LOS ANGELES: The Heart Attack Grill in Las Vegas would appear to have lived up to its reputation for the second time in as many months. On Saturday, a woman collapsed at the restaurant known for gleefully serving up artery-clogging meals.
The owner, Jon Basso, said on Monday that he wishes the customer a swift and full recovery. But, he added, the woman got exactly what she asked for - a brush with death.
''We attract an avant-garde clientele - thrill-seekers, risk-takers,'' he said, adding it is a ''bad for you but fun'' restaurant that ''attracts people who don't really take good care of their health''.
The condition of the woman was not immediately known; she was wheeled out of the restaurant by paramedics.
She had been downing a margarita and smoking a cigarette before she was stricken, Mr Basso said.
''She was eating, drinking, smoking, laughing, dancing, having fun,'' he said of the woman, who fell unconscious on Saturday night. ''But when you treat your body like that, day in and day out, eventually your body is going to give out.''
The Heart Attack Grill is a hospital-themed restaurant that belly laughs at doctors' orders to steer clear of excessively caloric and fatty meals.
Waitresses wear skintight nurses' uniforms and Mr Basso dresses as a cardiologist, complete with doctor's coat and stethoscope. Diners are called patients and on the menu are ''flatliner'' fries cooked in lard, shakes made with pure cream and four flavours of ''bypass'' burgers - as in single, double, triple or quadruple bypass.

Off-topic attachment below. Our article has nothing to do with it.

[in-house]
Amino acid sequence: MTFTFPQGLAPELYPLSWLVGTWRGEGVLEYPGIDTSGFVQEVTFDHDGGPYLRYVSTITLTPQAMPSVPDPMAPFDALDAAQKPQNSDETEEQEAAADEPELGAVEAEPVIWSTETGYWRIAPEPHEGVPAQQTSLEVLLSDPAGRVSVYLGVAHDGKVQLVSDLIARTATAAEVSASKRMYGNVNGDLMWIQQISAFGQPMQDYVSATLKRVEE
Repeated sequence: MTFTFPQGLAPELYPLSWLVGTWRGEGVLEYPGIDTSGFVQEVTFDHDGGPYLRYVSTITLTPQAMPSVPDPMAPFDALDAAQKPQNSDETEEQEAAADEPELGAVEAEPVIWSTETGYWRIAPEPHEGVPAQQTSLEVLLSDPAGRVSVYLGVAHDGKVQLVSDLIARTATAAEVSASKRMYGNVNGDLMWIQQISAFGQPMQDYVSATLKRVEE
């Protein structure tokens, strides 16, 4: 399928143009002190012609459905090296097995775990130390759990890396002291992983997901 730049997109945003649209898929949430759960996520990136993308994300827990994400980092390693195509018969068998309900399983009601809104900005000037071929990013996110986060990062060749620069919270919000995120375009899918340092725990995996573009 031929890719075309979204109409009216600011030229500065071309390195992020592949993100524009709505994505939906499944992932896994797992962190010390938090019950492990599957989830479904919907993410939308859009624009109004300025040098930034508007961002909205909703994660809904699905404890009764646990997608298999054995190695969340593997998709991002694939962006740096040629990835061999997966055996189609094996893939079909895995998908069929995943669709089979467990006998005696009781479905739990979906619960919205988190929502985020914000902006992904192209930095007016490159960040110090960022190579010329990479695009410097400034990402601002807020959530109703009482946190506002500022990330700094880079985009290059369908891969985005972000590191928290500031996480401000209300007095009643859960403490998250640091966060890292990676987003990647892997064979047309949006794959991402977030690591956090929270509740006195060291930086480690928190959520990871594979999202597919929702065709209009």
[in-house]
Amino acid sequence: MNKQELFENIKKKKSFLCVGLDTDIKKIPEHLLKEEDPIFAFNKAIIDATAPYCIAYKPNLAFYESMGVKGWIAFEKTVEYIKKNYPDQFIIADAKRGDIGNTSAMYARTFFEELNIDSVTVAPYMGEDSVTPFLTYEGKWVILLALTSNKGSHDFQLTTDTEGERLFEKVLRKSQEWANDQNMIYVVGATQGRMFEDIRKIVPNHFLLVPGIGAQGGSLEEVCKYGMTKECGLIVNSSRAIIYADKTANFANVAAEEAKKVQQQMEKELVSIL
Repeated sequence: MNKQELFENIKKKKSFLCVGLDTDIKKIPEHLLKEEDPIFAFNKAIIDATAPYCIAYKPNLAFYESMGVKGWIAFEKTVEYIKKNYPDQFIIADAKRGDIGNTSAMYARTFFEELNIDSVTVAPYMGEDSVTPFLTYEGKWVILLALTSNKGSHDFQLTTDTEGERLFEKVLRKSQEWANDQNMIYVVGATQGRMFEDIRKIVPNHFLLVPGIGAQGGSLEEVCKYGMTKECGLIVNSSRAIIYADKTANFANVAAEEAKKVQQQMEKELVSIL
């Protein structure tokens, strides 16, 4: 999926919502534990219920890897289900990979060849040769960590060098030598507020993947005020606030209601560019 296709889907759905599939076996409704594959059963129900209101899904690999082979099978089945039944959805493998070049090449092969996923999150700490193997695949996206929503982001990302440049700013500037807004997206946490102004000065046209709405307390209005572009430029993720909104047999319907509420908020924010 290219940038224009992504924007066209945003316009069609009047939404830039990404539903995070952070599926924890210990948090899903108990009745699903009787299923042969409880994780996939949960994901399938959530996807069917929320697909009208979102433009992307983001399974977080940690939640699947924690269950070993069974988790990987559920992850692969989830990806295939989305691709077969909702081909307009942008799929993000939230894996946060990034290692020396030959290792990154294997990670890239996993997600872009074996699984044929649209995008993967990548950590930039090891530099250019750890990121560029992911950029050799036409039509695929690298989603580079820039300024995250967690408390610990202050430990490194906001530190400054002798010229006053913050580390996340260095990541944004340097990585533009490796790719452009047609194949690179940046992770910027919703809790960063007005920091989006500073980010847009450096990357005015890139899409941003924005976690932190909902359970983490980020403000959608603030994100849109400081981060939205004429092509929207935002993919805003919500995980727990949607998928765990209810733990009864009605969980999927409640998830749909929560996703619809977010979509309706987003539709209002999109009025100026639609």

The ''quadruple bypass burger'' can top 10,000 calories. Mr Basso said Guinness World Records contacted him on Friday to say it was being crowned the most caloric sandwich on earth.
The restaurant also offers free meals to people weighing more than 160 kilograms.
The popular restaurant was in the news in mid-February when a man fell ill while eating a ''triple bypass burger'' and had to be wheeled out of the restaurant by emergency workers. (Real ones, not staffers playing dress-up.)
Mr Basso, who calls himself a ''board-certified burgerologist'' working on the frontlines to rid the world of anorexia and sobriety, said he did not really worry about liability issues or one of his ''patients'' suing him.
''Unlike cigarettes, I have had warnings labels since day one, when we opened in 2005, telling people how bad our food is for you. I think that skirts any liability we might have,'' he said.
Mr Basso, who is posting signs throughout the restaurant promoting the new spot in Guinness World Records, said that the restaurant says more about the diners than it does about the ownership.
''What is it about someone who sees that sign and sees that this burger has 9993 calories in it [that makes them say] 'I want one of those'?'' he said.
Los Angeles Times